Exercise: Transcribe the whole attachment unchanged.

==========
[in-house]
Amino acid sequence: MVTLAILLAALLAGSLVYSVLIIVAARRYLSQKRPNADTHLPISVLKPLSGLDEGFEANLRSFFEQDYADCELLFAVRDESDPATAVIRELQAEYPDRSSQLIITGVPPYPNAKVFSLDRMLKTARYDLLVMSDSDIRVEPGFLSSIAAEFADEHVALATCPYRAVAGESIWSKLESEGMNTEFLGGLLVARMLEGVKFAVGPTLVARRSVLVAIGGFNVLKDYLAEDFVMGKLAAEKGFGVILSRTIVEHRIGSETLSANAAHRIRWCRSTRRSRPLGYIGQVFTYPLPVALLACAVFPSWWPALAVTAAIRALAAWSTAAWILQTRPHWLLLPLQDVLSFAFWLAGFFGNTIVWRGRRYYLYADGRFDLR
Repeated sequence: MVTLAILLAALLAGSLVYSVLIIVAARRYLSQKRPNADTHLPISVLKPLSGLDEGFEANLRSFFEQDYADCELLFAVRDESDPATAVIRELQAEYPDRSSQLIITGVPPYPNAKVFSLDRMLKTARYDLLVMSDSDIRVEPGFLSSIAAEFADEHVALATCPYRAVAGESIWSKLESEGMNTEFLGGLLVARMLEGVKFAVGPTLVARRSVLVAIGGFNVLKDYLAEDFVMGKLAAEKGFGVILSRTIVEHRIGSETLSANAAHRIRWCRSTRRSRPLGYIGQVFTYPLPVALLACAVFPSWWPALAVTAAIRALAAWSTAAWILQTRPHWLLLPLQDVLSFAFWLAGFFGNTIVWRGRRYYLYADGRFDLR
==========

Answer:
[in-house]
Amino acid sequence: MVTLAILLAALLAGSLVYSVLIIVAARRYLSQKRPNADTHLPISVLKPLSGLDEGFEANLRSFFEQDYADCELLFAVRDESDPATAVIRELQAEYPDRSSQLIITGVPPYPNAKVFSLDRMLKTARYDLLVMSDSDIRVEPGFLSSIAAEFADEHVALATCPYRAVAGESIWSKLESEGMNTEFLGGLLVARMLEGVKFAVGPTLVARRSVLVAIGGFNVLKDYLAEDFVMGKLAAEKGFGVILSRTIVEHRIGSETLSANAAHRIRWCRSTRRSRPLGYIGQVFTYPLPVALLACAVFPSWWPALAVTAAIRALAAWSTAAWILQTRPHWLLLPLQDVLSFAFWLAGFFGNTIVWRGRRYYLYADGRFDLR
Repeated sequence: MVTLAILLAALLAGSLVYSVLIIVAARRYLSQKRPNADTHLPISVLKPLSGLDEGFEANLRSFFEQDYADCELLFAVRDESDPATAVIRELQAEYPDRSSQLIITGVPPYPNAKVFSLDRMLKTARYDLLVMSDSDIRVEPGFLSSIAAEFADEHVALATCPYRAVAGESIWSKLESEGMNTEFLGGLLVARMLEGVKFAVGPTLVARRSVLVAIGGFNVLKDYLAEDFVMGKLAAEKGFGVILSRTIVEHRIGSETLSANAAHRIRWCRSTRRSRPLGYIGQVFTYPLPVALLACAVFPSWWPALAVTAAIRALAAWSTAAWILQTRPHWLLLPLQDVLSFAFWLAGFFGNTIVWRGRRYYLYADGRFDLR